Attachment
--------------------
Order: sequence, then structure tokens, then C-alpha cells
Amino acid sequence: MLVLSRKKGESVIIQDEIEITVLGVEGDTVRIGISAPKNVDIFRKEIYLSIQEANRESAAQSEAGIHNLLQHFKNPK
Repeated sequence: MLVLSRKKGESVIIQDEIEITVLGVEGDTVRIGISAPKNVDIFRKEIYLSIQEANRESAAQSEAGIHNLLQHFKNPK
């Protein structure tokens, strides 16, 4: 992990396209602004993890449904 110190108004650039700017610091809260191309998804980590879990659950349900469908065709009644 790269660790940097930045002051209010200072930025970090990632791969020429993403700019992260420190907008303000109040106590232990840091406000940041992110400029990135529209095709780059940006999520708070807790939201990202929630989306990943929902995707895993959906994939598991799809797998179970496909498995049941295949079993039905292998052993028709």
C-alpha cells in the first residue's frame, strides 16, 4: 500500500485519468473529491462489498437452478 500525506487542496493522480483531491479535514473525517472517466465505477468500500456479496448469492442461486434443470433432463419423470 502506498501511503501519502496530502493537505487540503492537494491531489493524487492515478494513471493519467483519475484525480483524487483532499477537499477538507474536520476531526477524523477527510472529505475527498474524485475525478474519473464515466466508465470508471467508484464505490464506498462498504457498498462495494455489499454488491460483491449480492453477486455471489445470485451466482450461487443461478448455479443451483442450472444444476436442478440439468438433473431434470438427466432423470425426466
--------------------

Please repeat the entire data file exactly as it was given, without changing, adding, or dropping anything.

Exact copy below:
Order: sequence, then structure tokens, then C-alpha cells
Amino acid sequence: MLVLSRKKGESVIIQDEIEITVLGVEGDTVRIGISAPKNVDIFRKEIYLSIQEANRESAAQSEAGIHNLLQHFKNPK
Repeated sequence: MLVLSRKKGESVIIQDEIEITVLGVEGDTVRIGISAPKNVDIFRKEIYLSIQEANRESAAQSEAGIHNLLQHFKNPK
């Protein structure tokens, strides 16, 4: 992990396209602004993890449904 110190108004650039700017610091809260191309998804980590879990659950349900469908065709009644 790269660790940097930045002051209010200072930025970090990632791969020429993403700019992260420190907008303000109040106590232990840091406000940041992110400029990135529209095709780059940006999520708070807790939201990202929630989306990943929902995707895993959906994939598991799809797998179970496909498995049941295949079993039905292998052993028709």
C-alpha cells in the first residue's frame, strides 16, 4: 500500500485519468473529491462489498437452478 500525506487542496493522480483531491479535514473525517472517466465505477468500500456479496448469492442461486434443470433432463419423470 502506498501511503501519502496530502493537505487540503492537494491531489493524487492515478494513471493519467483519475484525480483524487483532499477537499477538507474536520476531526477524523477527510472529505475527498474524485475525478474519473464515466466508465470508471467508484464505490464506498462498504457498498462495494455489499454488491460483491449480492453477486455471489445470485451466482450461487443461478448455479443451483442450472444444476436442478440439468438433473431434470438427466432423470425426466